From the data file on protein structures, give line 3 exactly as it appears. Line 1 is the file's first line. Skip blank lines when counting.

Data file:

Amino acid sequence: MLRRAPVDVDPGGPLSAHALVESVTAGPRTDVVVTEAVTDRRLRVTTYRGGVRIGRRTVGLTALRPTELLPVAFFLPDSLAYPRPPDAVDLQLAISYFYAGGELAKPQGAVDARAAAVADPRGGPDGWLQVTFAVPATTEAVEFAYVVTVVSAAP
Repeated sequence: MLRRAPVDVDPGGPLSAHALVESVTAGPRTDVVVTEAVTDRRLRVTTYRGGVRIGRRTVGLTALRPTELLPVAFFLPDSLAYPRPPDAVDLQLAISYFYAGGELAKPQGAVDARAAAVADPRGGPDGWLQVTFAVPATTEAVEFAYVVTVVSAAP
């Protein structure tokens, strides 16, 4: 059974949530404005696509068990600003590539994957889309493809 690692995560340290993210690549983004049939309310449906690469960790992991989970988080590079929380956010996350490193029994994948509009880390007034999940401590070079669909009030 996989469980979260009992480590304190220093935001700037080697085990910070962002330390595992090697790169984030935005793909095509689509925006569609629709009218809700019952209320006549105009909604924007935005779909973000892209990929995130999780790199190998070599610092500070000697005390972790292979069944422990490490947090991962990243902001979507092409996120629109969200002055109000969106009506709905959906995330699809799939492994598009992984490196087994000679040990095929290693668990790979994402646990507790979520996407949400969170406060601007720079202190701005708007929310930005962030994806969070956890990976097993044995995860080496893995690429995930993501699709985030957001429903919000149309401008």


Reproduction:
């Protein structure tokens, strides 16, 4: 059974949530404005696509068990600003590539994957889309493809 690692995560340290993210690549983004049939309310449906690469960790992991989970988080590079929380956010996350490193029994994948509009880390007034999940401590070079669909009030 996989469980979260009992480590304190220093935001700037080697085990910070962002330390595992090697790169984030935005793909095509689509925006569609629709009218809700019952209320006549105009909604924007935005779909973000892209990929995130999780790199190998070599610092500070000697005390972790292979069944422990490490947090991962990243902001979507092409996120629109969200002055109000969106009506709905959906995330699809799939492994598009992984490196087994000679040990095929290693668990790979994402646990507790979520996407949400969170406060601007720079202190701005708007929310930005962030994806969070956890990976097993044995995860080496893995690429995930993501699709985030957001429903919000149309401008």